Cleanliness is next to readiness

21 Aug 2006 | Pfc. Christopher D. Lyttle

Troop welfare entails health and comfort for service members defending our country. After a hard day’s work, Marines and sailors need living quarters to facilitate their everyday needs. This includes those assigned with II Marine Expeditionary Force Headquarters Group, II MEF.

It’s a home away from home, but like everything else in the Marine Corps, it comes at a price.

For three months, Cpl. Matthew C. Rivera, company police sergeant, II MHG, has served as barracks manager. The barracks houses approximately 250 Marines and sailors from II MHG.

“I am responsible for making sure the Marines and sailors are living the way they should be and staying as happy as possible while here,” said Rivera.

Similar to a dormitory or city apartment complex, the barracks has hot water, phone lines, laundry rooms and 24-hour security. Keeping a barracks in good shape is important to the overall health, comfort and safety of the Marines and sailors who reside there.

The factor distinguishing a Marine Corps barracks from any other living area is that residents are expected to maintain a higher standard of cleanliness and serviceability in their areas.

“Each room is furnished with beds, or racks, chairs, lamps, refrigerators, microwaves and dehumidifiers,” said Rivera. “It’s an older barracks, but it’s very livable and well-kept. In order to maintain that, we hold weekly formations,” he added, referring to the infamous weekly event known as ‘field day.’

Once a week, Marines and sailors form up for accountability. Then they split into groups to remove the trash from the grounds. Finally, they break off into field day for a general cleaning of rooms and common areas. The tasks include gear storage, vacuuming, mopping and cleaning bathrooms.

Rivera’s job as barracks manager is to ensure everyone is performing these tasks satisfactorily.

“Friday morning, the MHG company gunnery sergeant, the deck (noncommissioned officers) and I perform a field day inspection through all the rooms and check for items to replace,” he said. “I’ve noticed the cleaning seems to get better each week.”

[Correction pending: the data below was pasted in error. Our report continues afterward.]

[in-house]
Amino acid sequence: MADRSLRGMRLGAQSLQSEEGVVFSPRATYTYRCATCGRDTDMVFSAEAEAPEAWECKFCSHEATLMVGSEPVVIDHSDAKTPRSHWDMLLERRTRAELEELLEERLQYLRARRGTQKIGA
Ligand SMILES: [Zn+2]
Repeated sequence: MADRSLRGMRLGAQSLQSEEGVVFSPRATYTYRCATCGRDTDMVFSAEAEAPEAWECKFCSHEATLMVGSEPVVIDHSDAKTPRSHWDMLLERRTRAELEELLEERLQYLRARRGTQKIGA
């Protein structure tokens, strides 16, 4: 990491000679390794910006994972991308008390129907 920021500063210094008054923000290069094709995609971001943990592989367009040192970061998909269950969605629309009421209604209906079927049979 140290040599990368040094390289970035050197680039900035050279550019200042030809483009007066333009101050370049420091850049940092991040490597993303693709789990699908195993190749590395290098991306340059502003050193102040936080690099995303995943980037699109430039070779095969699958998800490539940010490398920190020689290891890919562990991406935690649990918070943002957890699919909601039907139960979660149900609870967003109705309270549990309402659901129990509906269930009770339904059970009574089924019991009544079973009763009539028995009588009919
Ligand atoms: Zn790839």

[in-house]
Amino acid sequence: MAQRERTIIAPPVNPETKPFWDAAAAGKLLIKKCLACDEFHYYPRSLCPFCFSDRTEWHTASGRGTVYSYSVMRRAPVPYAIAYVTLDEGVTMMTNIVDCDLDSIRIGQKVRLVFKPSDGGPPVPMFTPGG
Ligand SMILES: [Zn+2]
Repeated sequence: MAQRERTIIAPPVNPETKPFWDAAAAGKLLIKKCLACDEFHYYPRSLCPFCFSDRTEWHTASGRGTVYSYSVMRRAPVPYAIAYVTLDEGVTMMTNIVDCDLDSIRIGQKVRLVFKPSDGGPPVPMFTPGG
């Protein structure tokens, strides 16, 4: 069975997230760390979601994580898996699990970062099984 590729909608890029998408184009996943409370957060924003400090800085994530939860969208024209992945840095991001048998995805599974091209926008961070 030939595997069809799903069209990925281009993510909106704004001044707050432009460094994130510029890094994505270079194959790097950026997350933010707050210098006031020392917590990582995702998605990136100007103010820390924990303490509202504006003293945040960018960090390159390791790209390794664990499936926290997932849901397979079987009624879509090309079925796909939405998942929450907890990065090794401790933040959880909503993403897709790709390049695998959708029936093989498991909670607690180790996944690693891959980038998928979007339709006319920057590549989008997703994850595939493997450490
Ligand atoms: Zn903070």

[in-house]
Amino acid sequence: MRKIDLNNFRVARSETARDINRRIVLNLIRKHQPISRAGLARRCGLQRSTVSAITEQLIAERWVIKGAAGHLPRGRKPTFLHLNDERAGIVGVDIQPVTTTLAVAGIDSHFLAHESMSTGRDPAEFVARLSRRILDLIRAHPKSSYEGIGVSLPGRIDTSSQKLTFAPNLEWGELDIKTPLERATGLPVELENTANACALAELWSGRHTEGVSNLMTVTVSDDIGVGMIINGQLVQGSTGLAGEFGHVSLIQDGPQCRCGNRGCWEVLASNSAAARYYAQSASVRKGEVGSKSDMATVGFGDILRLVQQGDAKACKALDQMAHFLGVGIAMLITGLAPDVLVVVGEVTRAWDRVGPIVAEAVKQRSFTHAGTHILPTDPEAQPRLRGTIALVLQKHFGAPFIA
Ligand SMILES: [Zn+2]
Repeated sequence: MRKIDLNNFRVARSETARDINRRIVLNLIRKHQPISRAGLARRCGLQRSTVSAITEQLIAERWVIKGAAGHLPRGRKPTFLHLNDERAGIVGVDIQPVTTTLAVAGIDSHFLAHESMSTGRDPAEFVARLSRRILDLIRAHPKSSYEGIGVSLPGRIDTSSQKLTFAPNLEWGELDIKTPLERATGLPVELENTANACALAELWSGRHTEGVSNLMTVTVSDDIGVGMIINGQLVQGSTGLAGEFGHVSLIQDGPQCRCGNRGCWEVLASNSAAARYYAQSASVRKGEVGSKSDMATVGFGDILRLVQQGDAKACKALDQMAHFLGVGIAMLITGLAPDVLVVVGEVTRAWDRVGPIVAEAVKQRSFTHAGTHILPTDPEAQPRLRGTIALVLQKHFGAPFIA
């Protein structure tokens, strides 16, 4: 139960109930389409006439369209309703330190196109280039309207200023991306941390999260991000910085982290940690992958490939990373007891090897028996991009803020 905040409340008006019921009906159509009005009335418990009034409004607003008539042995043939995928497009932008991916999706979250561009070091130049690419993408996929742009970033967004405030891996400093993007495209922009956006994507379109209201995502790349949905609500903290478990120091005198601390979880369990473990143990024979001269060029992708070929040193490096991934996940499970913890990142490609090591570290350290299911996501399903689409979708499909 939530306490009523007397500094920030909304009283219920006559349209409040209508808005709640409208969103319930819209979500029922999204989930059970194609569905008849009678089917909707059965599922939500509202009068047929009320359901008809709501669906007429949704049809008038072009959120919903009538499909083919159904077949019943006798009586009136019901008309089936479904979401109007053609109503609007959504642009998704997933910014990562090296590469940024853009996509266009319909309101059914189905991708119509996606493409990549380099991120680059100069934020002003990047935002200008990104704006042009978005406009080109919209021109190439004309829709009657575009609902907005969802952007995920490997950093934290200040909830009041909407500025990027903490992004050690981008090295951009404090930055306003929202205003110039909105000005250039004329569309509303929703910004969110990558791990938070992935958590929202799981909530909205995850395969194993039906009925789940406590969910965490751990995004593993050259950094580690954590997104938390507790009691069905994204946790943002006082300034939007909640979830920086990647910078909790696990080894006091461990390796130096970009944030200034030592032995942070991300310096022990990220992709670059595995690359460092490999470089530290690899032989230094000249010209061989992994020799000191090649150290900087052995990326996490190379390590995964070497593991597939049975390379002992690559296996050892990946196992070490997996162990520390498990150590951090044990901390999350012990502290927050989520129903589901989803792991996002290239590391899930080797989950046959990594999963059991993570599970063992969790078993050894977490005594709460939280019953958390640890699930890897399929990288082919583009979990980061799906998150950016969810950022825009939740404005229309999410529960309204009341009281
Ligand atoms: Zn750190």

Cpl. Quincy D. Pratt, 27, fiscal budget technician for II MHG, has served as the 2nd floor NCO for four months and attributes a deeper value to what some may feel are just routine chores.

"It goes beyond cleanliness,” said Pratt. “Knowing where all your gear is organized will get you into good habits when you go to Iraq. The things we check for during inspections involve security. Is your door secure? Is all your gear locked up?”

Pratt added that military-issued gear is expensive if it gets lost, and weekly field day is a check and balance against misplacement or theft. 

“It’s almost a subliminal value instilled, having the Marines formed up together, because that's exactly who they're going to be deployed with,” he said. “Field day is also about familiarization and following simple orders in a noncombatant environment.”

Pratt added that helping fellow Marines and sailors with their living situations during barracks maintenance and inspections is a learning experience for him as well.

"I've learned from this job by helping Marines work through their problems instead of around them, like an issue with a roommate," he said. “If you take care of your Marines, they'll take care of you.”

The weekly maintenance tasks these Marines and sailors are responsible for benefit their immediate well-being. However, the commitment to good habits will benefit their well-being for a lifetime.